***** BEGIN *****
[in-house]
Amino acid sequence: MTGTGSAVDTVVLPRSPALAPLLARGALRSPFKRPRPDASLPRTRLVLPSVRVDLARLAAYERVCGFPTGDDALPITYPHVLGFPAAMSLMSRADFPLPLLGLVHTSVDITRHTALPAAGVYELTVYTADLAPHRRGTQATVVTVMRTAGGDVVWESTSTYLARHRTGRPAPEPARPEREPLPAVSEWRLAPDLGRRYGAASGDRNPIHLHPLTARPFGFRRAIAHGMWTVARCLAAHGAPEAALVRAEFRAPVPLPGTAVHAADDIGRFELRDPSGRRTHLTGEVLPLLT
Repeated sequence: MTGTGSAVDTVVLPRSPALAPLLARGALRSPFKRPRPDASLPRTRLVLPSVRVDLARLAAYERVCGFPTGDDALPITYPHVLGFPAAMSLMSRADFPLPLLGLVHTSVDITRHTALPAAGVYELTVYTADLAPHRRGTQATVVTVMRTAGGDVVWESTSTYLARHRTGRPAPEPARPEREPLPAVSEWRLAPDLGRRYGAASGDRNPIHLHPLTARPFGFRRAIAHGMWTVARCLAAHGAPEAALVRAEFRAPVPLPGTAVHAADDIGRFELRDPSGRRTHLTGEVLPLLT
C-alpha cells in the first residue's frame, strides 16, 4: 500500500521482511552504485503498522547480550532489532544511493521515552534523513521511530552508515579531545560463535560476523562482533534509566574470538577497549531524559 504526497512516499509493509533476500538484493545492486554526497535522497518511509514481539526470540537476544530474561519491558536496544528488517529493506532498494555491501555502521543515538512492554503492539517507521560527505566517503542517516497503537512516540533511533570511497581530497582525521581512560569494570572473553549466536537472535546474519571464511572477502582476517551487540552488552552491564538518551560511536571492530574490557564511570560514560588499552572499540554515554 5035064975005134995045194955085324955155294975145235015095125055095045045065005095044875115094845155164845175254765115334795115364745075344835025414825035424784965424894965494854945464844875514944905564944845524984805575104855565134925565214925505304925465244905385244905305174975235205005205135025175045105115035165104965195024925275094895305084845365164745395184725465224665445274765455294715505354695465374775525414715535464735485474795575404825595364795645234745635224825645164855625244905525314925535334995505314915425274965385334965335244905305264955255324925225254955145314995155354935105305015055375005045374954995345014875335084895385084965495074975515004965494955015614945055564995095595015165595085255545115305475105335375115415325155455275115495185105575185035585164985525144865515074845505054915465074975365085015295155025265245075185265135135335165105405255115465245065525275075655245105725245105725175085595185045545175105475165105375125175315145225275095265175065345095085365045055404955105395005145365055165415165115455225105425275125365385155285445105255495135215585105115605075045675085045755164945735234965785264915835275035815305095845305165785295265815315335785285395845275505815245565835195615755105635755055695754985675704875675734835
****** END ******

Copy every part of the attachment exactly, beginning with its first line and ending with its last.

[in-house]
Amino acid sequence: MTGTGSAVDTVVLPRSPALAPLLARGALRSPFKRPRPDASLPRTRLVLPSVRVDLARLAAYERVCGFPTGDDALPITYPHVLGFPAAMSLMSRADFPLPLLGLVHTSVDITRHTALPAAGVYELTVYTADLAPHRRGTQATVVTVMRTAGGDVVWESTSTYLARHRTGRPAPEPARPEREPLPAVSEWRLAPDLGRRYGAASGDRNPIHLHPLTARPFGFRRAIAHGMWTVARCLAAHGAPEAALVRAEFRAPVPLPGTAVHAADDIGRFELRDPSGRRTHLTGEVLPLLT
Repeated sequence: MTGTGSAVDTVVLPRSPALAPLLARGALRSPFKRPRPDASLPRTRLVLPSVRVDLARLAAYERVCGFPTGDDALPITYPHVLGFPAAMSLMSRADFPLPLLGLVHTSVDITRHTALPAAGVYELTVYTADLAPHRRGTQATVVTVMRTAGGDVVWESTSTYLARHRTGRPAPEPARPEREPLPAVSEWRLAPDLGRRYGAASGDRNPIHLHPLTARPFGFRRAIAHGMWTVARCLAAHGAPEAALVRAEFRAPVPLPGTAVHAADDIGRFELRDPSGRRTHLTGEVLPLLT
C-alpha cells in the first residue's frame, strides 16, 4: 500500500521482511552504485503498522547480550532489532544511493521515552534523513521511530552508515579531545560463535560476523562482533534509566574470538577497549531524559 504526497512516499509493509533476500538484493545492486554526497535522497518511509514481539526470540537476544530474561519491558536496544528488517529493506532498494555491501555502521543515538512492554503492539517507521560527505566517503542517516497503537512516540533511533570511497581530497582525521581512560569494570572473553549466536537472535546474519571464511572477502582476517551487540552488552552491564538518551560511536571492530574490557564511570560514560588499552572499540554515554 5035064975005134995045194955085324955155294975145235015095125055095045045065005095044875115094845155164845175254765115334795115364745075344835025414825035424784965424894965494854945464844875514944905564944845524984805575104855565134925565214925505304925465244905385244905305174975235205005205135025175045105115035165104965195024925275094895305084845365164745395184725465224665445274765455294715505354695465374775525414715535464735485474795575404825595364795645234745635224825645164855625244905525314925535334995505314915425274965385334965335244905305264955255324925225254955145314995155354935105305015055375005045374954995345014875335084895385084965495074975515004965494955015614945055564995095595015165595085255545115305475105335375115415325155455275115495185105575185035585164985525144865515074845505054915465074975365085015295155025265245075185265135135335165105405255115465245065525275075655245105725245105725175085595185045545175105475165105375125175315145225275095265175065345095085365045055404955105395005145365055165415165115455225105425275125365385155285445105255495135215585105115605075045675085045755164945735234965785264915835275035815305095845305165785295265815315335785285395845275505815245565835195615755105635755055695754985675704875675734835